Troponin Bump

A 47 year-old man was previously being managed for hypertension but stopped taking his medications in favor of a “homeopathic” regimen. There was periodic exertional dyspnea but no chest pain, lightheadedness, orthopenea, or peripheral edema. While driving one day he became acutely short of breath. Paramedics found him severely dyspnic with tachycardia, basilar rails, and a blood pressure of 250/155mmHg. He denied chest pain, heaviness, neck, back, or arm discomfort. An EKG was acquired. ST elevation was noted in contiguous precordial leads accompanied by a late anterior transition zone. There was also ST depression in the inferior and lateral leads. The appearance of LVH was severe but  the S/ST proportions were difficult to assess due to the paper size. On arrival at the hospital another two EKGs were captured. This appeared slightly more benign, however a positive troponin assay was returned at 2.24ng/mL.

Physical exam at this time was notable for positive hepatojugular reflux, a pronounced S4 gallop, and crackles throughout the lung fields. There was no JVD or peripheral edema. The BUN was 40, Creatinine 2.2, ALT and AST of 51 and 57. The LDL was >200. No BNP was recorded. Detailed history revealed one prior episode of hypertensive crisis but no established CAD or CHF. He had quit smoking but continued to drink somewhat heavily as per his wife. His father suffered from both HTN and CHF and was no longer living.

The patient was admitted to ICU with hypertensive crisis and heart failure. Ejection fraction by echo was estimated at 30% with LVH and global systolic dysfunction. Cardiac catheterization on the third hospital day revealed a right dominant coronary system with severe triple vessel disease constituted by multiple complex lesions and several well-formed collaterals. Recommendation was for CABG evaluation.

The troponin peaked slightly above 4.0.


Elevation of cardiac troponins in the absence of acute coronary occlusion is not uncommon. This is particularly true of the severely ill. In the absence of a diagnostic electrocardiogram, low and even moderate level elevations should not overly persuade the clinician of an acute thrombotic coronary etiology.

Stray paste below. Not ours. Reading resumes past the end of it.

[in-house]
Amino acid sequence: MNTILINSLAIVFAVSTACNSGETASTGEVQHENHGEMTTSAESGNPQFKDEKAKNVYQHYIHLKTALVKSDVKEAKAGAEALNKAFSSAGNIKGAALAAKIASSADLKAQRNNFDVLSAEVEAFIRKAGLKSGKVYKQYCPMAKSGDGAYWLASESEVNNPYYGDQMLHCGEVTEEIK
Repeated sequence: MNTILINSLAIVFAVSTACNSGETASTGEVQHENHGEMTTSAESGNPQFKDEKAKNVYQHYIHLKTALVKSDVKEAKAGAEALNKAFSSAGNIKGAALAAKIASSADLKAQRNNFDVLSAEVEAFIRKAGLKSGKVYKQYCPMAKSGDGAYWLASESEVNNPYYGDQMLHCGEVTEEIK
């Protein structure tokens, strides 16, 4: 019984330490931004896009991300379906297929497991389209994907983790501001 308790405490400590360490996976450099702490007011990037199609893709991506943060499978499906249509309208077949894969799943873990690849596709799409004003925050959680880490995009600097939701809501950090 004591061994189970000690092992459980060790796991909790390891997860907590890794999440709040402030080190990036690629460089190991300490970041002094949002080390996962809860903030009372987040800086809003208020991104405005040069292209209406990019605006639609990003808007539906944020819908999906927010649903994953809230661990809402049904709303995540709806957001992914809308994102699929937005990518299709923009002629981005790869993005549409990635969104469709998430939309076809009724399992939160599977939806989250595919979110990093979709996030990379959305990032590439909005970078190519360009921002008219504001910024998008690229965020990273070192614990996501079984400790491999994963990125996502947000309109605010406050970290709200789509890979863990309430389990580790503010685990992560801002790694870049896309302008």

On the molecular scale, muscle contraction results from a ratchet like interaction between actin and myosin microfilaments. The myosin “thick” filaments repeatedly attach, pull, and release from the actin “thin” filaments. As the two filaments slide along one another this telescoping is transmitted to the boundaries of the cell to produce a unified cellular contraction.

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In order to regulate and coordinate the contraction of filaments, an inhibitory protein, tropomyosin, lies along the length of each actin strand and occludes the actin-myosin attachment sites. When membrane depolarization occurs, calcium ions are released from the sarcoplasmic reticulum and bind to tropomyosin, shifting it out of the way and disinhibiting the contractile interaction of myosin and actin.

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Tropomyosin effects its inhibitory activity at the active site through the troponin regulatory complex. This complex is a trimer consisting of troponin I (cTnI), troponin C (cTnC), and troponin T (cTnT). The cross-bridge active sites are occluded by the inhibitory “I” tropoin subunit. When the myocyte depolarizes, calcium ions are released from the sarcoplasmic reticulum and bind to the troponin C subunit. This produces a conformational change in the complex which retracts troponin I and unblocks the binding site for cross-bridge between actin and myosin.

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Serum immunoassays for the proteins troponin I and troponin T have shown high sensitivity for cardiac myocyte injury and necrosis. The aggregate of these proteins is structurally bound to tropomyosin, however some free cytosolic troponin I and T is known to exist. The mechanisms where by these proteins are liberated into the blood serum remain incompletely characterized.

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Significant elevations of serum troponins regularly occur in the absence of acute thrombotic coronary occlusion. Thygesen and collegues have described three categories of non-ACS related troponin elevation:

Modified from Thygesen et al. (4)

Mechanisms potentially responsible for troponin elevation in this case include:

  1. Heart Failure
  2. Malignant Hypertension
  3. Ischemic Cardiomyopathy
  4. Alcoholic Cardiomyopathy
  5. Renal Failure
  6. Tachycardia with demand ischemia due to stable coronary leisions
  7. Unlikely but possible PE or significant Pulmonary Hypertension

The literature addressing non-ACS related troponin elevation is extensive; below are excerpts touching on some of the most common etiologies.

Regarding troponin elevation in heart failure: